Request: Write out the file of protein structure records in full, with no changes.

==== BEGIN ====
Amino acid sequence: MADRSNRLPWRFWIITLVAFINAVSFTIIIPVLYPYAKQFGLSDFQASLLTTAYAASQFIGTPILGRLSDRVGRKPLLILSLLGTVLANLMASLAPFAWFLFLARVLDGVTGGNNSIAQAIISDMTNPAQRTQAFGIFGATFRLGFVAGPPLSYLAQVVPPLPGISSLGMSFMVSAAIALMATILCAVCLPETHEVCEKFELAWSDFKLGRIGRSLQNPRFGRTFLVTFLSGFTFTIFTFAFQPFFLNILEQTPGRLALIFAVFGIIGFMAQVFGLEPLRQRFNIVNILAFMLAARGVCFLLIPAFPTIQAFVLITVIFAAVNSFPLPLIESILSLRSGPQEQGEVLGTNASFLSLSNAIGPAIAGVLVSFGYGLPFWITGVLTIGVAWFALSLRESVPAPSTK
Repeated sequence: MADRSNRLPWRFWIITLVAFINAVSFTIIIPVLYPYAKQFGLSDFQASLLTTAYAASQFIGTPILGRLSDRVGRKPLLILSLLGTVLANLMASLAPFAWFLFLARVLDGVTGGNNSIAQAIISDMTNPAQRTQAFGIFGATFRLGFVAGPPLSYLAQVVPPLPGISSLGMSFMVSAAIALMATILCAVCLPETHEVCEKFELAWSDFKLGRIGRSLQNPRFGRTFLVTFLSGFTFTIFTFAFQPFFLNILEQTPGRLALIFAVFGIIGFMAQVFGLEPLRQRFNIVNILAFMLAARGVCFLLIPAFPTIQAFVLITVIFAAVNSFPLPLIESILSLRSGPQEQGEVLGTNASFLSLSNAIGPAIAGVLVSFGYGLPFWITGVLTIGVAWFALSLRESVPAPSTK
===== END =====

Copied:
Amino acid sequence: MADRSNRLPWRFWIITLVAFINAVSFTIIIPVLYPYAKQFGLSDFQASLLTTAYAASQFIGTPILGRLSDRVGRKPLLILSLLGTVLANLMASLAPFAWFLFLARVLDGVTGGNNSIAQAIISDMTNPAQRTQAFGIFGATFRLGFVAGPPLSYLAQVVPPLPGISSLGMSFMVSAAIALMATILCAVCLPETHEVCEKFELAWSDFKLGRIGRSLQNPRFGRTFLVTFLSGFTFTIFTFAFQPFFLNILEQTPGRLALIFAVFGIIGFMAQVFGLEPLRQRFNIVNILAFMLAARGVCFLLIPAFPTIQAFVLITVIFAAVNSFPLPLIESILSLRSGPQEQGEVLGTNASFLSLSNAIGPAIAGVLVSFGYGLPFWITGVLTIGVAWFALSLRESVPAPSTK
Repeated sequence: MADRSNRLPWRFWIITLVAFINAVSFTIIIPVLYPYAKQFGLSDFQASLLTTAYAASQFIGTPILGRLSDRVGRKPLLILSLLGTVLANLMASLAPFAWFLFLARVLDGVTGGNNSIAQAIISDMTNPAQRTQAFGIFGATFRLGFVAGPPLSYLAQVVPPLPGISSLGMSFMVSAAIALMATILCAVCLPETHEVCEKFELAWSDFKLGRIGRSLQNPRFGRTFLVTFLSGFTFTIFTFAFQPFFLNILEQTPGRLALIFAVFGIIGFMAQVFGLEPLRQRFNIVNILAFMLAARGVCFLLIPAFPTIQAFVLITVIFAAVNSFPLPLIESILSLRSGPQEQGEVLGTNASFLSLSNAIGPAIAGVLVSFGYGLPFWITGVLTIGVAWFALSLRESVPAPSTK